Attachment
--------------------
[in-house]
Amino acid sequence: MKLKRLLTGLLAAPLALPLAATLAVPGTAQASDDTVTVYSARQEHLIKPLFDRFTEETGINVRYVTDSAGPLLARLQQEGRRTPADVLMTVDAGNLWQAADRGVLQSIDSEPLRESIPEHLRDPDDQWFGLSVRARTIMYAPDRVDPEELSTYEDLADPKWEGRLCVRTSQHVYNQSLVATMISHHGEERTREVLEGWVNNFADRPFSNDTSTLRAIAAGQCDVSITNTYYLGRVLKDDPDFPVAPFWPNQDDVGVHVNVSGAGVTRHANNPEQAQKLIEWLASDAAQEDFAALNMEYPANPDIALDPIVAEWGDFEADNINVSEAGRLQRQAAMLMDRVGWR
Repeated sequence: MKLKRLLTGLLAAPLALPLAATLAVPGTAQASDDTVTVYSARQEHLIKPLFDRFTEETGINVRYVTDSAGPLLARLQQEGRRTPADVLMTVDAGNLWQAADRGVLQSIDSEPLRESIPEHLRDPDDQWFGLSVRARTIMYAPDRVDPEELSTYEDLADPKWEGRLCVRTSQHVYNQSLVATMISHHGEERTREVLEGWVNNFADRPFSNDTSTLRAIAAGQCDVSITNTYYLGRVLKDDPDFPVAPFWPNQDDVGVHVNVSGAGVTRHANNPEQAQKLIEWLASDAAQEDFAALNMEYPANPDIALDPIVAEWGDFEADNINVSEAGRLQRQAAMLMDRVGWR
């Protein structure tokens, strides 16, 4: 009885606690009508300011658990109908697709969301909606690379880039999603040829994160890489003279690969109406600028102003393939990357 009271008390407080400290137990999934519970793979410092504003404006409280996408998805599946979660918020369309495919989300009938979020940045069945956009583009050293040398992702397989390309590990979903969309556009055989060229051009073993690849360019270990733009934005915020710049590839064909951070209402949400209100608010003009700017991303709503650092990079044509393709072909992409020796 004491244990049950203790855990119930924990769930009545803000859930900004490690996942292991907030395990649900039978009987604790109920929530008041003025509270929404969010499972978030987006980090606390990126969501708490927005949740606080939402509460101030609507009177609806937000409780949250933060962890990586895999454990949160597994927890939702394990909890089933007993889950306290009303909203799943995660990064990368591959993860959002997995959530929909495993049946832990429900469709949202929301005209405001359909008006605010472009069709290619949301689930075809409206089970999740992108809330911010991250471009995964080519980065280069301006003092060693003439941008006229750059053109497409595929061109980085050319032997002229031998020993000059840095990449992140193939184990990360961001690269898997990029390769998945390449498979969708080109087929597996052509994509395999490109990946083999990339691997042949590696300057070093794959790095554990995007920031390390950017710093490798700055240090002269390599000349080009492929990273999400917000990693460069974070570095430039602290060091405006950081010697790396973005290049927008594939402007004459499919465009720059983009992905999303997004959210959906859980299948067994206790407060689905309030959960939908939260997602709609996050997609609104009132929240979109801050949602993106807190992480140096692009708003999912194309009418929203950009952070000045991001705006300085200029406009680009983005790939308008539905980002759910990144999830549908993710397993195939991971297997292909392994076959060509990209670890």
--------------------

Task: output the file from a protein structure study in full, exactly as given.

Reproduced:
[in-house]
Amino acid sequence: MKLKRLLTGLLAAPLALPLAATLAVPGTAQASDDTVTVYSARQEHLIKPLFDRFTEETGINVRYVTDSAGPLLARLQQEGRRTPADVLMTVDAGNLWQAADRGVLQSIDSEPLRESIPEHLRDPDDQWFGLSVRARTIMYAPDRVDPEELSTYEDLADPKWEGRLCVRTSQHVYNQSLVATMISHHGEERTREVLEGWVNNFADRPFSNDTSTLRAIAAGQCDVSITNTYYLGRVLKDDPDFPVAPFWPNQDDVGVHVNVSGAGVTRHANNPEQAQKLIEWLASDAAQEDFAALNMEYPANPDIALDPIVAEWGDFEADNINVSEAGRLQRQAAMLMDRVGWR
Repeated sequence: MKLKRLLTGLLAAPLALPLAATLAVPGTAQASDDTVTVYSARQEHLIKPLFDRFTEETGINVRYVTDSAGPLLARLQQEGRRTPADVLMTVDAGNLWQAADRGVLQSIDSEPLRESIPEHLRDPDDQWFGLSVRARTIMYAPDRVDPEELSTYEDLADPKWEGRLCVRTSQHVYNQSLVATMISHHGEERTREVLEGWVNNFADRPFSNDTSTLRAIAAGQCDVSITNTYYLGRVLKDDPDFPVAPFWPNQDDVGVHVNVSGAGVTRHANNPEQAQKLIEWLASDAAQEDFAALNMEYPANPDIALDPIVAEWGDFEADNINVSEAGRLQRQAAMLMDRVGWR
């Protein structure tokens, strides 16, 4: 009885606690009508300011658990109908697709969301909606690379880039999603040829994160890489003279690969109406600028102003393939990357 009271008390407080400290137990999934519970793979410092504003404006409280996408998805599946979660918020369309495919989300009938979020940045069945956009583009050293040398992702397989390309590990979903969309556009055989060229051009073993690849360019270990733009934005915020710049590839064909951070209402949400209100608010003009700017991303709503650092990079044509393709072909992409020796 004491244990049950203790855990119930924990769930009545803000859930900004490690996942292991907030395990649900039978009987604790109920929530008041003025509270929404969010499972978030987006980090606390990126969501708490927005949740606080939402509460101030609507009177609806937000409780949250933060962890990586895999454990949160597994927890939702394990909890089933007993889950306290009303909203799943995660990064990368591959993860959002997995959530929909495993049946832990429900469709949202929301005209405001359909008006605010472009069709290619949301689930075809409206089970999740992108809330911010991250471009995964080519980065280069301006003092060693003439941008006229750059053109497409595929061109980085050319032997002229031998020993000059840095990449992140193939184990990360961001690269898997990029390769998945390449498979969708080109087929597996052509994509395999490109990946083999990339691997042949590696300057070093794959790095554990995007920031390390950017710093490798700055240090002269390599000349080009492929990273999400917000990693460069974070570095430039602290060091405006950081010697790396973005290049927008594939402007004459499919465009720059983009992905999303997004959210959906859980299948067994206790407060689905309030959960939908939260997602709609996050997609609104009132929240979109801050949602993106807190992480140096692009708003999912194309009418929203950009952070000045991001705006300085200029406009680009983005790939308008539905980002759910990144999830549908993710397993195939991971297997292909392994076959060509990209670890």